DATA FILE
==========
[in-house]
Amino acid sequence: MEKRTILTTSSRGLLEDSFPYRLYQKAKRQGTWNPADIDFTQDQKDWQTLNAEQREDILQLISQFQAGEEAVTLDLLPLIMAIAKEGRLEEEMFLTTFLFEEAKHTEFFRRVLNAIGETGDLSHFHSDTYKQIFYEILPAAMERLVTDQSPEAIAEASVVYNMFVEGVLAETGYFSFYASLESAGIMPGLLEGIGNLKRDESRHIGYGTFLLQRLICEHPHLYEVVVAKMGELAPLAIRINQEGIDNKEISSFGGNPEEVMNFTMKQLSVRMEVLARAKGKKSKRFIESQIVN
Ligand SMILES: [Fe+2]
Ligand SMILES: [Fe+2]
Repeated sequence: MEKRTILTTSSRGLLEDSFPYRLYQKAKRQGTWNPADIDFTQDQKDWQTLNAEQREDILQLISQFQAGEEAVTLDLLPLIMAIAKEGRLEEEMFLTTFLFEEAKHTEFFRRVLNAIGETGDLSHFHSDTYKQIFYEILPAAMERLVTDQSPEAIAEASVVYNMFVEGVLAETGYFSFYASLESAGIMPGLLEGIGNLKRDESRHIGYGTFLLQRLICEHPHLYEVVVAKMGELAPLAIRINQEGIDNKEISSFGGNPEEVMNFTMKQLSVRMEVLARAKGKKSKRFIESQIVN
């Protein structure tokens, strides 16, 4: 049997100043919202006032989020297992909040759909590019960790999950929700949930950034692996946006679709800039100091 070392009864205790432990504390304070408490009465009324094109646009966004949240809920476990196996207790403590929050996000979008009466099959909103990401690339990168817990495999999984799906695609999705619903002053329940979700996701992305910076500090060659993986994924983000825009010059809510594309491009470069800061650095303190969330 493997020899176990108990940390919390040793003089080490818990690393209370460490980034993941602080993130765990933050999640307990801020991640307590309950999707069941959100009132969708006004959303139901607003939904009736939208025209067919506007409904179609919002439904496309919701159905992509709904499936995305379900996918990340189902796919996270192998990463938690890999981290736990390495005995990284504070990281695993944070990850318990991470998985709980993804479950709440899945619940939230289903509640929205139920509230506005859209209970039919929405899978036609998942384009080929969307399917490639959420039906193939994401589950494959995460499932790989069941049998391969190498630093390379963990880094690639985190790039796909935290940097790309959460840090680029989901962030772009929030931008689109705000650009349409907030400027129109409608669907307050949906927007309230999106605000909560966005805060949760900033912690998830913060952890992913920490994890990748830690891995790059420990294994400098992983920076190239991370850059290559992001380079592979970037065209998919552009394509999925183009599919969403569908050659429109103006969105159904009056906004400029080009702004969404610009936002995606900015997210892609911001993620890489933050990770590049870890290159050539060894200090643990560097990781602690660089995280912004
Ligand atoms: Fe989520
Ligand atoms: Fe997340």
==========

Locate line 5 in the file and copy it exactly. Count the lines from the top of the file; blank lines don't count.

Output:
Repeated sequence: MEKRTILTTSSRGLLEDSFPYRLYQKAKRQGTWNPADIDFTQDQKDWQTLNAEQREDILQLISQFQAGEEAVTLDLLPLIMAIAKEGRLEEEMFLTTFLFEEAKHTEFFRRVLNAIGETGDLSHFHSDTYKQIFYEILPAAMERLVTDQSPEAIAEASVVYNMFVEGVLAETGYFSFYASLESAGIMPGLLEGIGNLKRDESRHIGYGTFLLQRLICEHPHLYEVVVAKMGELAPLAIRINQEGIDNKEISSFGGNPEEVMNFTMKQLSVRMEVLARAKGKKSKRFIESQIVN